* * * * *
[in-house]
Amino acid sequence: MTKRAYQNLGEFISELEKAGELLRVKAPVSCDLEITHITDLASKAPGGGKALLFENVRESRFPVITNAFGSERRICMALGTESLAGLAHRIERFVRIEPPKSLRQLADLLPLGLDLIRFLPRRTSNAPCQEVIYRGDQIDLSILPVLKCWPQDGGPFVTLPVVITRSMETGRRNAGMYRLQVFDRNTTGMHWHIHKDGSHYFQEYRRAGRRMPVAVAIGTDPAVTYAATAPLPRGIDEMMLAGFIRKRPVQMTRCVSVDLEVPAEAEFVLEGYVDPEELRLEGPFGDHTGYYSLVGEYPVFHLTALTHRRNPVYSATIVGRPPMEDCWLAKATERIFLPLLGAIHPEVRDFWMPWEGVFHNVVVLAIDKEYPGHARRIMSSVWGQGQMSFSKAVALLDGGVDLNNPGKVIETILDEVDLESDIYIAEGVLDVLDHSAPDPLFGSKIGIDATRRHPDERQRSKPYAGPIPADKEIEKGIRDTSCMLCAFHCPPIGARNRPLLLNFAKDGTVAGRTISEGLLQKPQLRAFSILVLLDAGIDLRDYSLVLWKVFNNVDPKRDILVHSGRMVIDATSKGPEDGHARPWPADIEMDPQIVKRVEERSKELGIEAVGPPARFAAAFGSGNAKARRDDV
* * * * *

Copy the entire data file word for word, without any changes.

[in-house]
Amino acid sequence: MTKRAYQNLGEFISELEKAGELLRVKAPVSCDLEITHITDLASKAPGGGKALLFENVRESRFPVITNAFGSERRICMALGTESLAGLAHRIERFVRIEPPKSLRQLADLLPLGLDLIRFLPRRTSNAPCQEVIYRGDQIDLSILPVLKCWPQDGGPFVTLPVVITRSMETGRRNAGMYRLQVFDRNTTGMHWHIHKDGSHYFQEYRRAGRRMPVAVAIGTDPAVTYAATAPLPRGIDEMMLAGFIRKRPVQMTRCVSVDLEVPAEAEFVLEGYVDPEELRLEGPFGDHTGYYSLVGEYPVFHLTALTHRRNPVYSATIVGRPPMEDCWLAKATERIFLPLLGAIHPEVRDFWMPWEGVFHNVVVLAIDKEYPGHARRIMSSVWGQGQMSFSKAVALLDGGVDLNNPGKVIETILDEVDLESDIYIAEGVLDVLDHSAPDPLFGSKIGIDATRRHPDERQRSKPYAGPIPADKEIEKGIRDTSCMLCAFHCPPIGARNRPLLLNFAKDGTVAGRTISEGLLQKPQLRAFSILVLLDAGIDLRDYSLVLWKVFNNVDPKRDILVHSGRMVIDATSKGPEDGHARPWPADIEMDPQIVKRVEERSKELGIEAVGPPARFAAAFGSGNAKARRDDV